A stout - afraid to bottle it - HELP

Discussion in 'Beginners Brewing Forum' started by Melver, Dec 16, 2018.

  1. Melver

    Melver New Member

    Joined:
    Dec 16, 2018
    Messages:
    8
    Likes Received:
    2
    Trophy Points:
    3
    So..brewed my first ever batch...no recipe...most of the rules ignored...

    Wanna bottle now but I am afraid to do it and here is why:

    What I used and how:

    My pot fits 20 L easily
    - dark munich malt 3.487 kg (22ebc)
    - black malt 0.225 kg (1500ebc)
    - roasted barley 0.675 kg (1450ebc)
    - chocolate malt 0.113 kg (1175ebc)
    ----which gives me 4.5 kg (9.9208 lb) of malt

    Yeast : Dry English Ale (WLP007) - 1 pack

    Hops: Brewers gold 2015 - 50g at boil, 10g 20 min 'til the end

    I used the MAXI BIAB and NO CHILL method to gain 23 L of wort.

    I've put water on 80*C (176F), added malt which was room temperature of 21*C(69.8F),
    temp went down to 73C (163.4F), stirred after half an hour (temp at 70C/158F),
    second stir after one hour (65C/149F), third stir at 63C/145.4F, took the bag out and did a first Sparge with 8 L and a second Sparge with 6 L.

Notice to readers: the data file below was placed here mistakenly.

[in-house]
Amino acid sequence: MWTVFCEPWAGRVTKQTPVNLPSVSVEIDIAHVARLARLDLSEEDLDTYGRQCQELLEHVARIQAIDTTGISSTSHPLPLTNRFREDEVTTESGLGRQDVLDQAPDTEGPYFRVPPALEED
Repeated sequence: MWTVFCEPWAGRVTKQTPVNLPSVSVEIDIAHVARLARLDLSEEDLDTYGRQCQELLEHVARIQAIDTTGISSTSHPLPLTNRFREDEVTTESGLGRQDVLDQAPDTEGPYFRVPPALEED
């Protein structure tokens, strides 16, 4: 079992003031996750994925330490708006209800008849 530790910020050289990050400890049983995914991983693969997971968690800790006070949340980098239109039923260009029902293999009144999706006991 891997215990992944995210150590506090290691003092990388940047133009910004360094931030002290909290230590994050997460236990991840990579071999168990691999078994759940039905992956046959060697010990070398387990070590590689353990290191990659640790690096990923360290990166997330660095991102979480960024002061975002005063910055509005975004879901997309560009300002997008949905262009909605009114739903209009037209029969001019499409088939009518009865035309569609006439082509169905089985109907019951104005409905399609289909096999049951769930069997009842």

Pre-boil Gravity was 1.048 at 63C/145.4F

    Boiled for an hour and a half, adding Sparge water when it evaporated, with hop addition at pre-mentioned times.
    Left it over night on a cold tile floor to cool down.

    Next day, OG at 25C/77F was 1.034 and I added my single pack of yeast.

    After 12 hours it was bubbling like crazy. After 36 hours the bubbles dropped down to one bubble every 4-5 minutes.

    After 10 days in a plastic fermenter I decided to do a gravity reading.
    It said 1.026 at 20C/68F
    48 hours later same thing.

    I have sanitised everything...freak on those matters.
    Reading through on-line and offline books I've realised I have underpitched yeast.